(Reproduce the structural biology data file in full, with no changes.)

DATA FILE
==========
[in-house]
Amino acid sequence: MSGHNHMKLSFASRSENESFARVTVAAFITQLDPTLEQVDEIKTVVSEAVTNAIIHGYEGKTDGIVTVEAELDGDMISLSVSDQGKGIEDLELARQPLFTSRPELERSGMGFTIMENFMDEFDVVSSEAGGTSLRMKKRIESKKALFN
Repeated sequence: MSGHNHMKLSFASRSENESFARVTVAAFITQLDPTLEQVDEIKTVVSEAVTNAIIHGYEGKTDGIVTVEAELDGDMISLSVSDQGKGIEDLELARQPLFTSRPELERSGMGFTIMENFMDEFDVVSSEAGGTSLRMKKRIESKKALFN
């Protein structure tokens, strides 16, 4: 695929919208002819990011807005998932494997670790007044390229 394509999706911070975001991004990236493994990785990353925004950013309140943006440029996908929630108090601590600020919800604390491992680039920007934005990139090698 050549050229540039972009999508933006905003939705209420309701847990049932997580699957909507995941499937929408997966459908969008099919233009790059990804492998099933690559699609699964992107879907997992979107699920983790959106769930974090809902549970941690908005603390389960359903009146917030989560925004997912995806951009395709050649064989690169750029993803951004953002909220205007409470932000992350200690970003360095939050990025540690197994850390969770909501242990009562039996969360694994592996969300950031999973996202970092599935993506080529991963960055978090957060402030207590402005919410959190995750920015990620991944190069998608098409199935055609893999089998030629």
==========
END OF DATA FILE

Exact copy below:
[in-house]
Amino acid sequence: MSGHNHMKLSFASRSENESFARVTVAAFITQLDPTLEQVDEIKTVVSEAVTNAIIHGYEGKTDGIVTVEAELDGDMISLSVSDQGKGIEDLELARQPLFTSRPELERSGMGFTIMENFMDEFDVVSSEAGGTSLRMKKRIESKKALFN
Repeated sequence: MSGHNHMKLSFASRSENESFARVTVAAFITQLDPTLEQVDEIKTVVSEAVTNAIIHGYEGKTDGIVTVEAELDGDMISLSVSDQGKGIEDLELARQPLFTSRPELERSGMGFTIMENFMDEFDVVSSEAGGTSLRMKKRIESKKALFN
């Protein structure tokens, strides 16, 4: 695929919208002819990011807005998932494997670790007044390229 394509999706911070975001991004990236493994990785990353925004950013309140943006440029996908929630108090601590600020919800604390491992680039920007934005990139090698 050549050229540039972009999508933006905003939705209420309701847990049932997580699957909507995941499937929408997966459908969008099919233009790059990804492998099933690559699609699964992107879907997992979107699920983790959106769930974090809902549970941690908005603390389960359903009146917030989560925004997912995806951009395709050649064989690169750029993803951004953002909220205007409470932000992350200690970003360095939050990025540690197994850390969770909501242990009562039996969360694994592996969300950031999973996202970092599935993506080529991963960055978090957060402030207590402005919410959190995750920015990620991944190069998608098409199935055609893999089998030629």